Myopia: 2018 American Eye-Q Research

The American Optometric Association's (AOA) annual American Eye-Q® survey identifies attitudes and behaviors of Americans regarding eye care. The following key findings are included in the 2018 American Eye-Q results.

One in four parents report having a child who has been diagnosed with myopia/nearsightedness.

  • The most commonly noticed symptoms are squinting (44 percent) and headaches (37 percent).
  • For nearly two-thirds (64 percent) of parents, the first step was taking their child to see an eye doctor.
  • Most children (54 percent) were diagnosed by a doctor of optometry.

Taking your school-aged children to a doctor of optometry is extremely important, as three-quarters (75 percent) of children with myopia were diagnosed between the ages of 3 and 12.

  • The median age of diagnosis is between 7 and 9 years old.
  • Three in five know that early intervention is key to reducing vision loss caused by myopia.
  • Seven in ten (70 percent) parents say they take their children to get a comprehensive eye exam at least once per year.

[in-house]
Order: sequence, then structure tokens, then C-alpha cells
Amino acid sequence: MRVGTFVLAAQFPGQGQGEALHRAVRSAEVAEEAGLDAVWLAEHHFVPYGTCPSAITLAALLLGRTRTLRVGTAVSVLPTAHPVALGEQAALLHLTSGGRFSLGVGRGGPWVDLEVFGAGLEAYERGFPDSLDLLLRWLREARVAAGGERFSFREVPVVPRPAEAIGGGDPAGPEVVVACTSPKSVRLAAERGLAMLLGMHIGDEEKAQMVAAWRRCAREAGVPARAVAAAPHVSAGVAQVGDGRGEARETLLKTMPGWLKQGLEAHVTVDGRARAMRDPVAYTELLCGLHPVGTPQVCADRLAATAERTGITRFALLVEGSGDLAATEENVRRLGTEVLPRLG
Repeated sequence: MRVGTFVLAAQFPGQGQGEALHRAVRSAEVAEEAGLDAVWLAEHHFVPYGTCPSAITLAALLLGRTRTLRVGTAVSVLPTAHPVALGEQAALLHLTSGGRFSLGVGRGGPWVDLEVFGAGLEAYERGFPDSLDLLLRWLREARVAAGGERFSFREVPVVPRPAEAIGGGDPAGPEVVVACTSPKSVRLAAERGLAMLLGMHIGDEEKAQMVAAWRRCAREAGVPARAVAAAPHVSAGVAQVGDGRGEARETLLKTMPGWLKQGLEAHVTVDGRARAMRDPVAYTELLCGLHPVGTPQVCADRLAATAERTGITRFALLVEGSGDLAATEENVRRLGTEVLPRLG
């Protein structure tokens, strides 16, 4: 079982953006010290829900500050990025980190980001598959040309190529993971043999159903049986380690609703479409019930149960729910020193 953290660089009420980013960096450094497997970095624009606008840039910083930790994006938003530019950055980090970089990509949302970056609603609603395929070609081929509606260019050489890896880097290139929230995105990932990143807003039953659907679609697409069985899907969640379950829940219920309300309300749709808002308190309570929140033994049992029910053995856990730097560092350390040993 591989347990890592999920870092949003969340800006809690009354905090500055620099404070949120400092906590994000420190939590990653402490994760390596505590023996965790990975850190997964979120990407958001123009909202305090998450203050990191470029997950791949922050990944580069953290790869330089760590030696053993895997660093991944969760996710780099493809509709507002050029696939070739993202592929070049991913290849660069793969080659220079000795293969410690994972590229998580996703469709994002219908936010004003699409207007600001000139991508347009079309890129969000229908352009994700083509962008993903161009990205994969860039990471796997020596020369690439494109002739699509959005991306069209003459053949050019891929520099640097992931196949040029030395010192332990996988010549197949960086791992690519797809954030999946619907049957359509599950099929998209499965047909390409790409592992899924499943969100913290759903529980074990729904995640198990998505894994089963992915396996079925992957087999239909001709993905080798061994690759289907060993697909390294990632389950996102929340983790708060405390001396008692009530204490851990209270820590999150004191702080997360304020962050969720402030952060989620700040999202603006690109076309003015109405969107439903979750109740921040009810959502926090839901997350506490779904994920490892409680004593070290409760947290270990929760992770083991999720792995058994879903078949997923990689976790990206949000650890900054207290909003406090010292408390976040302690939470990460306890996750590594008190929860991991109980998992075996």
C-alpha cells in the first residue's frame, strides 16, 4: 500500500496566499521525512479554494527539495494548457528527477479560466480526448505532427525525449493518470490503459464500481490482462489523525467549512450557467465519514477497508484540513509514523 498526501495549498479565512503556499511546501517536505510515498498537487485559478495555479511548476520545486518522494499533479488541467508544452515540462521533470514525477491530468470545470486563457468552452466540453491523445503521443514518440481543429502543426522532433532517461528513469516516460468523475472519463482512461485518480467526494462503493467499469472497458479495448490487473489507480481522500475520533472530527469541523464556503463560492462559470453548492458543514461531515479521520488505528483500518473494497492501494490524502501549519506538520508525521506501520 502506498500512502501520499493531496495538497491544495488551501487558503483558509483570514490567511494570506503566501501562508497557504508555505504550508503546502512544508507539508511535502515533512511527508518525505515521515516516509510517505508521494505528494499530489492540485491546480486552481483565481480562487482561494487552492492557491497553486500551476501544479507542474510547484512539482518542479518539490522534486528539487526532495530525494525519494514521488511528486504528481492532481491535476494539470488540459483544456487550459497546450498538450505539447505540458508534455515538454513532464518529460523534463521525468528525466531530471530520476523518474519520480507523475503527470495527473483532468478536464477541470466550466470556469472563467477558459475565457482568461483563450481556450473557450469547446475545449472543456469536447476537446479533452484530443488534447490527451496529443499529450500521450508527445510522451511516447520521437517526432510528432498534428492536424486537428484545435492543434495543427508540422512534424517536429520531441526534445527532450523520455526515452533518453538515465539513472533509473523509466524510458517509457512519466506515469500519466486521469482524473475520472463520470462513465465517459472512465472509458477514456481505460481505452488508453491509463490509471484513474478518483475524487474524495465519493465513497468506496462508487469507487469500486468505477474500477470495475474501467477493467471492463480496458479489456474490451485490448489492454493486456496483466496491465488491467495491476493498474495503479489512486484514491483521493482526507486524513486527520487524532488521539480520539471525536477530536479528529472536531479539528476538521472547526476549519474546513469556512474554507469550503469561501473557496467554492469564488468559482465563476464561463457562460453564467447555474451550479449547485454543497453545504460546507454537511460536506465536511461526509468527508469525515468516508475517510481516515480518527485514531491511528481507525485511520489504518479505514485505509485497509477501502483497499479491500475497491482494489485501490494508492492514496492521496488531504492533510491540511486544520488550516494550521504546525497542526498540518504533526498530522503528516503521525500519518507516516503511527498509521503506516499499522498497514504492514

• Two-thirds of parents believe myopia can cause poor academic performance and behavior issues at school.

While nearly two thirds of Americans are familiar with myopia/nearsightedness, they are unsure or unaware of the details.

  • Seven in ten (69 percent) are unaware that myopia first occurs in school-age children.
  • Less than a third (30 percent) are aware that spending a lot of time reading can increase the risk of developing myopia.
  • Nearly one in three (30 percent) are unaware of any methods to help controlmyopia/nearsightedness.

Half of Americans believe spending a lot of time on digital devices can increase the risk of developing myopia.

  • Three-fourths of parents are concerned their children may damage their eyes due to prolonged use of electronic devices.
  • Yet, four in five parents say their child spends at least an hour using a computer or mobile device per day.



The American Optometric Association commissioned a 20-minute, online survey among a nationally-representative sample of n=1000 U.S. adults ages 18+. The margin of error for this sample is ± 3.1 at the 95 percent confidence level. The survey fielded between Dec. 14 and Dec. 20, 2018.